North Dakota's Thirteenth Legislative Session
North Dakota's thirteenth legislative session began in January of 1913. Many of those seats in the House and Senate were held by legislators still remembered today. For example, Col. John Fraine, longtime member of the North Dakota National Guard, whose name lives on in the Fraine Barracks; Bert Ash, a well-known drum major for the First Infantry Band; D.R. Streeter, the editor of the Emmons County Record, the namesake of the town Streeter; and newspaperman Walter F. Cushing of Fargo, publisher of The Record, a historical magazine.
While there was some vying for the position of Speaker, and it was predicted that women would be lobbying for equal rights, the session appeared to be off to a tame and routine start. In the House, it appeared all was "harmonious." The Bismarck Tribune, referring to political commentator and humorist Dennis Hannifin, reported: "Indeed, so far as developments here thus far manifested, there is nothing to indicate that Dennis Hannifin was at fault in his early prediction that there would be no war without appropriation for it, and the appropriation committee has not yet shown a desire to fight. Truly, the influence of the House has followed the westward course of the Empire, and the North Dakota Capitol, at least for the time being, is sheltered by the protecting wing of the peace dove." That is to say, the paper amended, that there was nothing exciting to report.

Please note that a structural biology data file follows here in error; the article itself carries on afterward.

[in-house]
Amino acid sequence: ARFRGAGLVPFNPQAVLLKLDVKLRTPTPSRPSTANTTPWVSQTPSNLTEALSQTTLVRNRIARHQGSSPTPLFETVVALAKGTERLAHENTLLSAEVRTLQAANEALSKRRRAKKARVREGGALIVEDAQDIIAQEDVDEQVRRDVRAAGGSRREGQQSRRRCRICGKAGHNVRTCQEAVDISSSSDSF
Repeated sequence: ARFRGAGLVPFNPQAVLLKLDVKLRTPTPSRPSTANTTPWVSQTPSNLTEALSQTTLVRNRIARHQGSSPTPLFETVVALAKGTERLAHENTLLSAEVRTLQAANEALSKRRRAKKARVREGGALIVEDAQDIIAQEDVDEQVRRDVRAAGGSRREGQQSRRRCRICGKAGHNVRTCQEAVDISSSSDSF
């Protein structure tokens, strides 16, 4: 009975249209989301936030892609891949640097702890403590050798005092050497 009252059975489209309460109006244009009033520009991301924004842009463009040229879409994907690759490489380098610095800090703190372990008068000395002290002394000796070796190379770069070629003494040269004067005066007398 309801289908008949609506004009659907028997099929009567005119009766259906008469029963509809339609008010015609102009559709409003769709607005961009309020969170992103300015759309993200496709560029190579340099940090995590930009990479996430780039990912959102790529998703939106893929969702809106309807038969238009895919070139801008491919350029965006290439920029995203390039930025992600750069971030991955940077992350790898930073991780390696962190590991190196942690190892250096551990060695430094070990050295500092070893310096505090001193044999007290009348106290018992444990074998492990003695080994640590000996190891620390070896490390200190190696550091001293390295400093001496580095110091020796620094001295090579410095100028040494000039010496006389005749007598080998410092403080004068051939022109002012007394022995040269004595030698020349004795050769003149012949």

It was lucky that up to this point, there was little to write home about – because on the Senate side, some of the decisions pertained to the matter of the Senators’ stationary, desk, and postage supplies.
The House sent over the initial resolution, which was sent to committee by the Senate, and after a short recess, it was reported that they had concurred over the resolution, with the exception that they had fixed the limit of postage costs to $2 per legislator - which supporters felt would be enough for any individual to carry on their business. This was outrageous to other members, who wanted the limit raised. One Senator insisted, "If the members could not be trusted with more postage than that, the matter of postage had better be eliminated entirely from the report." So that matter was indeed struck, and both Senate and House were left to pay their own postage.
Dakota Datebook written by Sarah Walker
Jan. 2, 1913, p1 - Bismarck Daily Tribune
Jan. 16, 1913, p1 and 6 - Bismarck Daily Tribune